Every day, when she pulls into her driveway from running errands or working her way past the church invitations at the grocery store, Gertrude hears her car and comes running.

“I called her Porkchop for the first few days until Steve set me straight on her name.”

Gertrude is about two-foot-nothing with eight-inch legs and an extremely low center of gravity. She’s got a white stripe on her forehead and a curly tail like a cartoon pig. She’s every bit of 100 pounds of pure pork entertainment.

“I had never met a pig in person before.” Which is surprising, if you know Pam.

“She loves crackers. I think that’s the only reason she comes to see me. I’m buying extra Ritz just so I can give her something when she comes over. The other day, she brought her three dog buddies with her and we had ourselves a Ritz buffet.”

“You should have seen them. All four of them standing, wiggling, and squeezed together, with their noses pressed up against the glass on my back storm door. When I gave them crackers they panted and grunted and asked for more, tails wagging the whole time. I just kept feeding them because it made them happy.”

“I don’t think the dogs know she’s a pig.”

Truth is, they make her happy. I can tell by the way she talks about them, especially Gertrude. How could you not be happy when a pig comes to welcome you home at the end of each day.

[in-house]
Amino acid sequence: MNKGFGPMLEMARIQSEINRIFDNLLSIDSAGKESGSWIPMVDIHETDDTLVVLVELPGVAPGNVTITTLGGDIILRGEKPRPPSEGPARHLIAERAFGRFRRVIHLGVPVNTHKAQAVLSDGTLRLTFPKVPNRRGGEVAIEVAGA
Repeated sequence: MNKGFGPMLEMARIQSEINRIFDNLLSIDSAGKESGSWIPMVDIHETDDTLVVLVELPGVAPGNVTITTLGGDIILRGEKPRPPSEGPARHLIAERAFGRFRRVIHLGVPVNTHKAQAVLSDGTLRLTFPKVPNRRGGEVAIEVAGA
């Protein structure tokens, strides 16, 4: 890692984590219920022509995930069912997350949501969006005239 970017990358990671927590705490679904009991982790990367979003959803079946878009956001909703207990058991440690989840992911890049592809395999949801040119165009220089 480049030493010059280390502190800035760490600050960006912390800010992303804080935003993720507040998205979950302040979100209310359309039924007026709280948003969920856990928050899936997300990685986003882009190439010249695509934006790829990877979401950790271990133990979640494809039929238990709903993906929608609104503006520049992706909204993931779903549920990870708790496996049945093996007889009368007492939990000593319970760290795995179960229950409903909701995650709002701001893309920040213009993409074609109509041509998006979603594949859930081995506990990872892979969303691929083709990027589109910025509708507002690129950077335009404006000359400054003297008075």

“I know she just wants crackers, but I like to think that she’s checking on me to make sure I’m alright.”

Pam hasn’t met Gertrude’s owners yet. They live a few doors down according to Steve. But meeting them is on her list of things to do as she settles into her new life in Holly Pond.

Having her brother close has been a big deal. She had lots of help moving her belongings into her new home. He came over a few days ago to fix her kitchen sink.

She’s been taking pots to the bathroom sink to get water for cooking because the kitchen faucet wasn’t working. She has the two-handle style. Hot on the left and cold on the right. She now has both hot and cold when she turns the handle on the right but nothing on the left side. I’m guessing that’s better than taking her pots to the bathroom.

The whole move has been good for her, and I’m glad for that. Heartache and heartbreak are not easy. A person can lose her faith in people when it seems like every time you turn around you discover another lie, another disappointment, another deception. Something had to give.

Some people stay put and work through it. Some move away to get a fresh start. There’s no guaranteed recipe for recovery and renewal. But Holly Pond seems to be the right choice here.

Don’t get me wrong. I’m not saying she ran from her troubles. If you’ve ever been there, you know that troubles follow you. You can’t run. And I’m telling you, she’s no runner.

Finding peace doesn’t come from the place you live in as much as it comes from the place where you put your trust and faith. This gal is solid in that way.

“I don’t need much,” she says. “My little house is just fine. All I really want is a simple, peaceful life. I think I’ve found that here in Holly Pond.”

And Gertrude, she’s just icing on the cake.